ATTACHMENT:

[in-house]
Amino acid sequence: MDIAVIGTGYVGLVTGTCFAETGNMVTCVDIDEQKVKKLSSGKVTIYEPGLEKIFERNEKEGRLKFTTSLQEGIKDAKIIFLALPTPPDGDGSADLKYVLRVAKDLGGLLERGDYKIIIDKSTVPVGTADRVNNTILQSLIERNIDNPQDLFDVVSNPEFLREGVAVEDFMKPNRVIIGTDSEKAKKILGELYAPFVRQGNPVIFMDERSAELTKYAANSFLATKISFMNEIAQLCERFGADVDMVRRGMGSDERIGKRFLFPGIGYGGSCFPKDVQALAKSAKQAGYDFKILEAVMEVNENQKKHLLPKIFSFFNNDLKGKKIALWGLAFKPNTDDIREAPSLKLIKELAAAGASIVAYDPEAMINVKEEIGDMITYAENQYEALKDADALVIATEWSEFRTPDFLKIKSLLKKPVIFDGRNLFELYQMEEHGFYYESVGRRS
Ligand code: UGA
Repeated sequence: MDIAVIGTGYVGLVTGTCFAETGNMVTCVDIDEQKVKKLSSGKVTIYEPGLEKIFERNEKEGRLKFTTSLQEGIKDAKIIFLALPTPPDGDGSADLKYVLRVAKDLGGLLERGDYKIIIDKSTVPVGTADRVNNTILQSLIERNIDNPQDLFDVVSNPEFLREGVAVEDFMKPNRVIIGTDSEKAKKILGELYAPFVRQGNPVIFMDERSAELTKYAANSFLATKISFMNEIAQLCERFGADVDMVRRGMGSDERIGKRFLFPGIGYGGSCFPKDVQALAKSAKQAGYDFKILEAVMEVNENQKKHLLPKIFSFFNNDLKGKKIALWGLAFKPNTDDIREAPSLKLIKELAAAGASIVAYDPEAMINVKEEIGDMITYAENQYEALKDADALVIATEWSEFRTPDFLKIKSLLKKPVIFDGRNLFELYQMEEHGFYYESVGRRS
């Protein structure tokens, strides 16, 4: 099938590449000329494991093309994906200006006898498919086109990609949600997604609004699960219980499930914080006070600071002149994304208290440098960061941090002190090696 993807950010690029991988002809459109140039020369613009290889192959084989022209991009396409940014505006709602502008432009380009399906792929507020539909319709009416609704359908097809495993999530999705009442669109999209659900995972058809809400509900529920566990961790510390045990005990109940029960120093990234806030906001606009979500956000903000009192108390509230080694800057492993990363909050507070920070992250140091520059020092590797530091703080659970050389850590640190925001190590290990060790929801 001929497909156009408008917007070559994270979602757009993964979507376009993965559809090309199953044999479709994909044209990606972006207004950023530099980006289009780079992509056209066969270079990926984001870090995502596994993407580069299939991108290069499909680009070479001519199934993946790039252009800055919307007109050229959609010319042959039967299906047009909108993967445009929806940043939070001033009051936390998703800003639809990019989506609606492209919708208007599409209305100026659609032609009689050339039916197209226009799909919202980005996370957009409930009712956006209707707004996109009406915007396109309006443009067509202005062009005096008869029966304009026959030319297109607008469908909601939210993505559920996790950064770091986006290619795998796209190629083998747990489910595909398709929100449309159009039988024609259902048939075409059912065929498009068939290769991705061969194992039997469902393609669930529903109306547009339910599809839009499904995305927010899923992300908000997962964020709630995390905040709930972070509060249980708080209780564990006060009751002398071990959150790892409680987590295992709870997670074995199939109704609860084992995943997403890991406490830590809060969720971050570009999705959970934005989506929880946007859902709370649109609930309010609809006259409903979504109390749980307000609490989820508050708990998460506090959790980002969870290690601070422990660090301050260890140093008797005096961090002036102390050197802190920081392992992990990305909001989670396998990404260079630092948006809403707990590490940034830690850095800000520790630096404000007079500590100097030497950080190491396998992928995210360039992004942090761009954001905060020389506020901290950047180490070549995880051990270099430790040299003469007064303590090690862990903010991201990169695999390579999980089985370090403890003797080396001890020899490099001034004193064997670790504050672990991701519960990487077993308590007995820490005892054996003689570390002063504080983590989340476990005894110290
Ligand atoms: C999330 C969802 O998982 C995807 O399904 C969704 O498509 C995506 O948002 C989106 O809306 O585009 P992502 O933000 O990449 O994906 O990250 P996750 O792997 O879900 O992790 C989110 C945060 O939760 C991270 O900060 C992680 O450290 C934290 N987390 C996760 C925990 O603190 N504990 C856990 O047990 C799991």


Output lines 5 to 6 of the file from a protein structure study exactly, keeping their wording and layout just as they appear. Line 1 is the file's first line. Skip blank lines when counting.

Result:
């Protein structure tokens, strides 16, 4: 099938590449000329494991093309994906200006006898498919086109990609949600997604609004699960219980499930914080006070600071002149994304208290440098960061941090002190090696 993807950010690029991988002809459109140039020369613009290889192959084989022209991009396409940014505006709602502008432009380009399906792929507020539909319709009416609704359908097809495993999530999705009442669109999209659900995972058809809400509900529920566990961790510390045990005990109940029960120093990234806030906001606009979500956000903000009192108390509230080694800057492993990363909050507070920070992250140091520059020092590797530091703080659970050389850590640190925001190590290990060790929801 001929497909156009408008917007070559994270979602757009993964979507376009993965559809090309199953044999479709994909044209990606972006207004950023530099980006289009780079992509056209066969270079990926984001870090995502596994993407580069299939991108290069499909680009070479001519199934993946790039252009800055919307007109050229959609010319042959039967299906047009909108993967445009929806940043939070001033009051936390998703800003639809990019989506609606492209919708208007599409209305100026659609032609009689050339039916197209226009799909919202980005996370957009409930009712956006209707707004996109009406915007396109309006443009067509202005062009005096008869029966304009026959030319297109607008469908909601939210993505559920996790950064770091986006290619795998796209190629083998747990489910595909398709929100449309159009039988024609259902048939075409059912065929498009068939290769991705061969194992039997469902393609669930529903109306547009339910599809839009499904995305927010899923992300908000997962964020709630995390905040709930972070509060249980708080209780564990006060009751002398071990959150790892409680987590295992709870997670074995199939109704609860084992995943997403890991406490830590809060969720971050570009999705959970934005989506929880946007859902709370649109609930309010609809006259409903979504109390749980307000609490989820508050708990998460506090959790980002969870290690601070422990660090301050260890140093008797005096961090002036102390050197802190920081392992992990990305909001989670396998990404260079630092948006809403707990590490940034830690850095800000520790630096404000007079500590100097030497950080190491396998992928995210360039992004942090761009954001905060020389506020901290950047180490070549995880051990270099430790040299003469007064303590090690862990903010991201990169695999390579999980089985370090403890003797080396001890020899490099001034004193064997670790504050672990991701519960990487077993308590007995820490005892054996003689570390002063504080983590989340476990005894110290
Ligand atoms: C999330 C969802 O998982 C995807 O399904 C969704 O498509 C995506 O948002 C989106 O809306 O585009 P992502 O933000 O990449 O994906 O990250 P996750 O792997 O879900 O992790 C989110 C945060 O939760 C991270 O900060 C992680 O450290 C934290 N987390 C996760 C925990 O603190 N504990 C856990 O047990 C799991």